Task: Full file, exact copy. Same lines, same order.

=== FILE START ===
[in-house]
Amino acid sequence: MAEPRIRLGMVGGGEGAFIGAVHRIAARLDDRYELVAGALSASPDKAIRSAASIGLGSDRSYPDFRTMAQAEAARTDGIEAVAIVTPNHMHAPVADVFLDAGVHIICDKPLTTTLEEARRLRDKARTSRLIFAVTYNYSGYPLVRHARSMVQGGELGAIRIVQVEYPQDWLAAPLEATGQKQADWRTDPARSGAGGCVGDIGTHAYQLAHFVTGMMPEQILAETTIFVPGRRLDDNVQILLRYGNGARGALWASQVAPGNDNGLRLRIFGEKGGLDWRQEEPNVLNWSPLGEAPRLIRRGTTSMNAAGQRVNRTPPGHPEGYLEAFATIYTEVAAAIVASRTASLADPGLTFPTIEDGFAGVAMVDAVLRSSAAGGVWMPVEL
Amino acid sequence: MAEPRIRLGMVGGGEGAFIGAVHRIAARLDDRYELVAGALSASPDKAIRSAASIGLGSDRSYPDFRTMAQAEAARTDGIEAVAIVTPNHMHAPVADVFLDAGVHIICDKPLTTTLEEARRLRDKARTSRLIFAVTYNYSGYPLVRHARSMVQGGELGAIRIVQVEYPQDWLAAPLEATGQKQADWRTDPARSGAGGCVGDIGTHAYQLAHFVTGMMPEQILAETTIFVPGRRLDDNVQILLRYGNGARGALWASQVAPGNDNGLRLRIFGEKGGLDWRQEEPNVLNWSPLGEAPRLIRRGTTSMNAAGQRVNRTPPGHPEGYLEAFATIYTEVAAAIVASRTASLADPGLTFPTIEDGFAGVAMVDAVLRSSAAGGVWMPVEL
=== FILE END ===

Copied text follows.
[in-house]
Amino acid sequence: MAEPRIRLGMVGGGEGAFIGAVHRIAARLDDRYELVAGALSASPDKAIRSAASIGLGSDRSYPDFRTMAQAEAARTDGIEAVAIVTPNHMHAPVADVFLDAGVHIICDKPLTTTLEEARRLRDKARTSRLIFAVTYNYSGYPLVRHARSMVQGGELGAIRIVQVEYPQDWLAAPLEATGQKQADWRTDPARSGAGGCVGDIGTHAYQLAHFVTGMMPEQILAETTIFVPGRRLDDNVQILLRYGNGARGALWASQVAPGNDNGLRLRIFGEKGGLDWRQEEPNVLNWSPLGEAPRLIRRGTTSMNAAGQRVNRTPPGHPEGYLEAFATIYTEVAAAIVASRTASLADPGLTFPTIEDGFAGVAMVDAVLRSSAAGGVWMPVEL
Amino acid sequence: MAEPRIRLGMVGGGEGAFIGAVHRIAARLDDRYELVAGALSASPDKAIRSAASIGLGSDRSYPDFRTMAQAEAARTDGIEAVAIVTPNHMHAPVADVFLDAGVHIICDKPLTTTLEEARRLRDKARTSRLIFAVTYNYSGYPLVRHARSMVQGGELGAIRIVQVEYPQDWLAAPLEATGQKQADWRTDPARSGAGGCVGDIGTHAYQLAHFVTGMMPEQILAETTIFVPGRRLDDNVQILLRYGNGARGALWASQVAPGNDNGLRLRIFGEKGGLDWRQEEPNVLNWSPLGEAPRLIRRGTTSMNAAGQRVNRTPPGHPEGYLEAFATIYTEVAAAIVASRTASLADPGLTFPTIEDGFAGVAMVDAVLRSSAAGGVWMPVEL